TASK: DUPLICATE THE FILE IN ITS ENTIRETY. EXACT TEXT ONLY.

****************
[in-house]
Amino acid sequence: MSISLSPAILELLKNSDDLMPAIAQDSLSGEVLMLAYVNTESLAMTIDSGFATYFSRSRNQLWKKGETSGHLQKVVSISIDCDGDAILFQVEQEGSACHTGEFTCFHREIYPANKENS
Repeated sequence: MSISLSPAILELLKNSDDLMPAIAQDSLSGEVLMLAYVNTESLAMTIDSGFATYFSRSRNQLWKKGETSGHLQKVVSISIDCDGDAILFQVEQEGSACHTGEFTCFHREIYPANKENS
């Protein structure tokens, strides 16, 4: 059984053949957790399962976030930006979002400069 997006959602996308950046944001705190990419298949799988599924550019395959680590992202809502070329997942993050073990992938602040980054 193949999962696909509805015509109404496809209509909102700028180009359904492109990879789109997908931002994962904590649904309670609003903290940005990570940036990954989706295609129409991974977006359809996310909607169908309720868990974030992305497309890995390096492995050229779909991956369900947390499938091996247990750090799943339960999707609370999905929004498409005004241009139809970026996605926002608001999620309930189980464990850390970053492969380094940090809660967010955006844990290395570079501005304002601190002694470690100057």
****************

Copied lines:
[in-house]
Amino acid sequence: MSISLSPAILELLKNSDDLMPAIAQDSLSGEVLMLAYVNTESLAMTIDSGFATYFSRSRNQLWKKGETSGHLQKVVSISIDCDGDAILFQVEQEGSACHTGEFTCFHREIYPANKENS
Repeated sequence: MSISLSPAILELLKNSDDLMPAIAQDSLSGEVLMLAYVNTESLAMTIDSGFATYFSRSRNQLWKKGETSGHLQKVVSISIDCDGDAILFQVEQEGSACHTGEFTCFHREIYPANKENS
């Protein structure tokens, strides 16, 4: 059984053949957790399962976030930006979002400069 997006959602996308950046944001705190990419298949799988599924550019395959680590992202809502070329997942993050073990992938602040980054 193949999962696909509805015509109404496809209509909102700028180009359904492109990879789109997908931002994962904590649904309670609003903290940005990570940036990954989706295609129409991974977006359809996310909607169908309720868990974030992305497309890995390096492995050229779909991956369900947390499938091996247990750090799943339960999707609370999905929004498409005004241009139809970026996605926002608001999620309930189980464990850390970053492969380094940090809660967010955006844990290395570079501005304002601190002694470690100057």